In a video published on YouTube by the Zetema Project, a group of health-care stakeholders that meet to discuss the industry, Alzar spoke positively of block granting Medicaid. “I think there’s a lot to commend a block grant approach because the states are the laboratory for experimentation,” he says. “Block granting really says … ‘Here’s an amount of money, you figure out the best way to provide insurance to those who are unable to afford it in your state.’ It makes them better stewards of the money. It becomes their money again to make the choices.”

But converting Medicaid to block grants “would do irreparable damage to the safety net at a time when demand for publicly funded family planning continues to grow,” Audrey Sandusky, the director of advocacy and communications at the National Family Planning & Reproductive Health Association, told Rewire in March. The increased flexibility given to states through block grants could also open the door for some to restrict access to certain kinds of reproductive health care and restrict access to some providers. It could also hamper states’ ability to deal with public health crises and economic downturns by capping how much the government allots to states annually.

Though Medicaid expansion has drastically improved access to health care for people with low incomes, in another video for the Zetema Project, Azar said he didn’t believe that the expansion under the Affordable Care Act (ACA) had been successful though he did not say why. Instead, he said, expansion efforts should have instead “chosen vehicles that actually harnessed the private sector.”

An analysis from the nonpartisan Kaiser Family Foundation released last month overviewing findings from 153 studies on Medicaid expansion found that, “the large body of research on the effects of Medicaid expansion under the ACA suggests that expansion has had largely positive impacts on coverage; access to care, utilization, and affordability; and economic outcomes, including impacts on state budgets, uncompensated care costs for hospitals and clinics, and employment and the labor market.”

Azar, since departing from Lilly, has appeared on Fox Business Network to discuss health care. When Congressional Republicans continued their efforts to repeal the ACA despite warnings from the Congressional Budget Office (CBO) that the House version of the bill could leave as many as 23 million more people uninsured, Azar defended the legislation during a July appearance on Fox Business Network and claimed it would leave the country “better than where we are under Obamacare now.”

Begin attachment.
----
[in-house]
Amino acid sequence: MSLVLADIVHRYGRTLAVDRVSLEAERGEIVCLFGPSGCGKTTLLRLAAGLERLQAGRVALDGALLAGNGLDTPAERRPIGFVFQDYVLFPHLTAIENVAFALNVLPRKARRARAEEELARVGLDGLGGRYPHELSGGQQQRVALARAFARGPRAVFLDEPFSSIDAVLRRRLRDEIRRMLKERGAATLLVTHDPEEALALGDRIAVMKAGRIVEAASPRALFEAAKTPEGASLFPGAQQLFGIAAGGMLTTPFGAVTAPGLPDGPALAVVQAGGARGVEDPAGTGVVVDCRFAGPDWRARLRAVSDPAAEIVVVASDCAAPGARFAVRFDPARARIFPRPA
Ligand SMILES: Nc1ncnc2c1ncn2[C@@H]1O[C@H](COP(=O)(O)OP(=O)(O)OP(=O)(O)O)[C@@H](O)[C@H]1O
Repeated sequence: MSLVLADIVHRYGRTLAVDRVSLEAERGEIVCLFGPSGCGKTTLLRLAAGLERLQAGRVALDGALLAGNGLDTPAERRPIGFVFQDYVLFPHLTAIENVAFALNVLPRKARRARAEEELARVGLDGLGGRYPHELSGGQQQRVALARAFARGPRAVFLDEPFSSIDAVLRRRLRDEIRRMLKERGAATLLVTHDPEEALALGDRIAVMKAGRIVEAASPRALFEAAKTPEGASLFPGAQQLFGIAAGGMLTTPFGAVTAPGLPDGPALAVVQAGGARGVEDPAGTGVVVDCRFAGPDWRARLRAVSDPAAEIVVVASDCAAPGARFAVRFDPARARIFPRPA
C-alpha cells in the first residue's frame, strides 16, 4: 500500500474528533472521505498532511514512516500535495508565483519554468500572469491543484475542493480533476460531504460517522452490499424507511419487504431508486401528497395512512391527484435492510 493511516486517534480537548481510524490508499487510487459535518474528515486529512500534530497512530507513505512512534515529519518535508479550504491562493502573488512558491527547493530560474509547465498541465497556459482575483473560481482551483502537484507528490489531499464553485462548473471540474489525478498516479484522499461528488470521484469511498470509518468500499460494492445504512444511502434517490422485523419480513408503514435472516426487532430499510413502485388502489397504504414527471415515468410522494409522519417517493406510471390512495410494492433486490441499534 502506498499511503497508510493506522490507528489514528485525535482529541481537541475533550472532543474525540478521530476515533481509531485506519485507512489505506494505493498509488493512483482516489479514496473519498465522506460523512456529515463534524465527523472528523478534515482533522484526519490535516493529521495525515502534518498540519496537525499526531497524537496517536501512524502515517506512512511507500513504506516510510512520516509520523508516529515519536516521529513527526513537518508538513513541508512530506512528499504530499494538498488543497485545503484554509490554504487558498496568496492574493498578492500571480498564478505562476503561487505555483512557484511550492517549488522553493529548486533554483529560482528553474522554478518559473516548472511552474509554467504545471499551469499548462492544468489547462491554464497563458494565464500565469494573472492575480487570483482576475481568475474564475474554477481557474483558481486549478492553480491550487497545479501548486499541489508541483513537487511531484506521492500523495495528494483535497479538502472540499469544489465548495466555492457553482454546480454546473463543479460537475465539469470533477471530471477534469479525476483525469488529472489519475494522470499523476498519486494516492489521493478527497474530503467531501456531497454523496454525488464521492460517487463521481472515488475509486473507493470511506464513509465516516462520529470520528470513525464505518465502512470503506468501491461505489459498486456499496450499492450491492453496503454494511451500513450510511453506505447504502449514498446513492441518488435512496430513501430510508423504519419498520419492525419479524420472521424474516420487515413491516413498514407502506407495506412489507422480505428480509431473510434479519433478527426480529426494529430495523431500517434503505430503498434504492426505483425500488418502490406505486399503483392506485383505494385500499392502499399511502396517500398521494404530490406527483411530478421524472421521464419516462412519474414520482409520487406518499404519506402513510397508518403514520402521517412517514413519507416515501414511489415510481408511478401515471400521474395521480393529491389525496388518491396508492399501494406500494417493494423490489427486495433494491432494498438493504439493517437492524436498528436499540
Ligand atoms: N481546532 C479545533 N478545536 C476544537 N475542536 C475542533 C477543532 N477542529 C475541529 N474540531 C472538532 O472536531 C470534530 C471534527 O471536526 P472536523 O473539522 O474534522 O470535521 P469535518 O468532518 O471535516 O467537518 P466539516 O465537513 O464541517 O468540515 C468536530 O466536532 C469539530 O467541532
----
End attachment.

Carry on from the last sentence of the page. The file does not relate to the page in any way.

During the interview, he chided Republicans for not speaking enough about what he called the “benefits” of the legislation and joined the conservative media network in its crusade to cast doubt on the nonpartisan CBO. Though Fox News host Stuart Varney and Azar alluded to the GOP talking point that CBO estimates for the ACA were off, as media watchdog Media Matters for America noted in March, “According to an independent analysis of the CBO’s Affordable Care Act estimates from the Commonwealth Fund, the office’s health care policy analysis regarding the ACA actually ‘proved to be reasonably accurate’ and was thrown off by Supreme Court decisions and GOP political obstruction that it had no way to forecast.”

Azar appeared in July on Neil Cavuto’s Fox show, when he discussed what then-HHS Secretary Price could legally do to address problems with the ACA. He said that if he were head of HHS, he would “grant waivers to states to create much more flexibility in his exchanges.”

“I would do a top to bottom comprehensive rewrite of the regulations of Obamacare, imposing as much free market, localized flexibility as humanly possible,” said Azar.

Azar also appeared on the network’s Mornings with Maria program in June. He confirmed that he had been at the White House that week and had discussed ACA repeal efforts with Pence, according to transcript of the segment.